Institutional Consultants Anticipate Long-Term Effects Resulting from COVID-19
July 30, 2020 — Boston
Defined benefit (DB) plans face challenges in maintaining funding statuses, operational due diligence teams prepare for greater scrutiny, and outsourced chief investment officer (OCIO) mandates set to rise among consultant-intermediated mandates
The current market environment is likely to have long-term effects on certain aspects of the investment consultant industry. Cerulli expects three aspects of the market will be impacted significantly by the current market challenges: volatility in funding status for defined benefit (DB) plans, increased focus on operational due diligence, and increased adoption of outsourced chief investment officer (OCIO) mandates, according to its latest report, U.S. Investment Consultants 2020: Adapting to the Post-COVID-19 Environment.
For institutional investors such as corporate DB plans, as well as state and local government DB plans, the pandemic has caused further challenges to maintaining funding statuses. Cerulli expects corporate DB clients to increasingly seek help managing their portfolios due to the continued decrease in the discount rate used to value the pension obligation and the increasing difficulty in finding high-yielding returns in the market. This will reinforce the need for derisking services in the corporate sector as companies seek to reduce the burden of properly funding their obligations. “The continuous pressure on these asset pools is likely to drive the need for liability-driven investing (LDI), glidepath services, and multi-asset-class solutions in the near future,” explains Laura Levesque, associate director.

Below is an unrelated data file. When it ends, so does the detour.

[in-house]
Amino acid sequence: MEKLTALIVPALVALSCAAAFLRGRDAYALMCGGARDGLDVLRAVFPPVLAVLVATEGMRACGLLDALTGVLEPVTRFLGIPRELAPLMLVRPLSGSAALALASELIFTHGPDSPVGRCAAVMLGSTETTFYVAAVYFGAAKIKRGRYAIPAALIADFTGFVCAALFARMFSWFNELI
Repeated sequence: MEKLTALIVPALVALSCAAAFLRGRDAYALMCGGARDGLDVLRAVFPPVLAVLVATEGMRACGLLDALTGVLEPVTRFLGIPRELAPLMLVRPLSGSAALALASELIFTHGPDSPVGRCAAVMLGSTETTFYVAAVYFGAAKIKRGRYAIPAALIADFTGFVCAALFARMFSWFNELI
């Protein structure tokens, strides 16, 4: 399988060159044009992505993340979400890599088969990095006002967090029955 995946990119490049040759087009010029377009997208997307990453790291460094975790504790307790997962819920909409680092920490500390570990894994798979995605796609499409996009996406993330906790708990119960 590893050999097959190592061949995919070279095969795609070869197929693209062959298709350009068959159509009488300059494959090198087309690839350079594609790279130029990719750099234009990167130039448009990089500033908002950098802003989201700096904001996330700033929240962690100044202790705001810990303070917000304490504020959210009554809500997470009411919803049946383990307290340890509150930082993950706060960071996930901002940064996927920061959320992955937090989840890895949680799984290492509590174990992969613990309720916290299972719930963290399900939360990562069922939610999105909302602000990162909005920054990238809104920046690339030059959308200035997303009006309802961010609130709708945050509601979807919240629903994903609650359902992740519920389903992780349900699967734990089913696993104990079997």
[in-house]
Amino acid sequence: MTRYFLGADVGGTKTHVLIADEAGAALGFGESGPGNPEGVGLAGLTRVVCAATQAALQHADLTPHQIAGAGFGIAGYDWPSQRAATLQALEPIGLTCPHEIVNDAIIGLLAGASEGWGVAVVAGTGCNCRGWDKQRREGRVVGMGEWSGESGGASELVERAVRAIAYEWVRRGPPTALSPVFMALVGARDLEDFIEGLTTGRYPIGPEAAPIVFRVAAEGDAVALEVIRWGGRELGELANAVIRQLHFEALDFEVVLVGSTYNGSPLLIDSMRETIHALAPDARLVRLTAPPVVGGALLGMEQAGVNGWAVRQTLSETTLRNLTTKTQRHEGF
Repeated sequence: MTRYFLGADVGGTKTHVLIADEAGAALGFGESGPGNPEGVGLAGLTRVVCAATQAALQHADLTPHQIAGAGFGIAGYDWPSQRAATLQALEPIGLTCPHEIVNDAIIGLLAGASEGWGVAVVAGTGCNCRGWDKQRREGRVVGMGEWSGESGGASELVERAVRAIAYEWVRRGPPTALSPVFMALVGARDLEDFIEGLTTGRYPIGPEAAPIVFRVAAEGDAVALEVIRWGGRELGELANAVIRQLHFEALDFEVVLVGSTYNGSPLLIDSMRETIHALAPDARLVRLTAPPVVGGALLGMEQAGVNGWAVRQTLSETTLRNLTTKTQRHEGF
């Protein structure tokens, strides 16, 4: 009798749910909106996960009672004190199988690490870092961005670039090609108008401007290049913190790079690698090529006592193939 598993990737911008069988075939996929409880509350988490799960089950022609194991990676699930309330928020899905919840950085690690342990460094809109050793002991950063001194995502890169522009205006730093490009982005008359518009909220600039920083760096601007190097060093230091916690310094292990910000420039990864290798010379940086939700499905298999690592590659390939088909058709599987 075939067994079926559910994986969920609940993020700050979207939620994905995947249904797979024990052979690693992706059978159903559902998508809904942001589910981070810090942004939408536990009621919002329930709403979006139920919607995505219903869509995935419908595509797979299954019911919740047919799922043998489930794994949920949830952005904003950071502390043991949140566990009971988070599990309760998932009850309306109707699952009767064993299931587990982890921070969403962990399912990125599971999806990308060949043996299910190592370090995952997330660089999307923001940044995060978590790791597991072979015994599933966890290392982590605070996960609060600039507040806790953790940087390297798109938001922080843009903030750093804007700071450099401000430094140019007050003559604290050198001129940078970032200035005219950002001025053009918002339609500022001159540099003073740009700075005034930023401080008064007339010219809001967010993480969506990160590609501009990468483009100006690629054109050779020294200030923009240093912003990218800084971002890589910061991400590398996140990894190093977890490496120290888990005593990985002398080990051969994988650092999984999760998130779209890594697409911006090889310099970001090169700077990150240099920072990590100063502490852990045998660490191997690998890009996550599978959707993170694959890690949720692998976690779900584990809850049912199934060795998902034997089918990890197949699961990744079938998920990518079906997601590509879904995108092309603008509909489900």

Current market conditions will likely cause more asset owners to seek investment advice, opening the door for an increased volume of request for proposals (RFPs) in late 2020 and 2021. “When asset owners have a better understanding of what the market environment will look like as the pandemic further plays out, there is the possibility that certain conditions will be met in 4Q 2020 if businesses across the United States are able to truly lift restrictions on operations,” says Levesque. According to the report, all organizations expect that RFPs, requests for information (RFIs), and due diligence questionnaires (DDQs) will increase in the coming year. Enhanced scrutiny of operational due diligence has already begun. RFP teams report that the COVID-19 pandemic has created a flood of additional DDQs that specifically address how the organization is managing operations considering office lockdowns, quarantines, and government-mandated stay-at-home orders.
Additionally, the potential for additional asset owners to consider adopting OCIO models has increased in the current market environment. Asset owners that felt comfortable managing assets in the stable market environment over the last 10 years suddenly find themselves far more challenged. The cost of OCIO services now seems a more reasonable expenditure to meet investment goals. “The increase in volatility will present a challenge to both large and small asset owners. It is therefore likely that there will be an increase in OCIO clients of all sizes seeking to elevate their portfolio oversight and risk management,” concludes Levesque.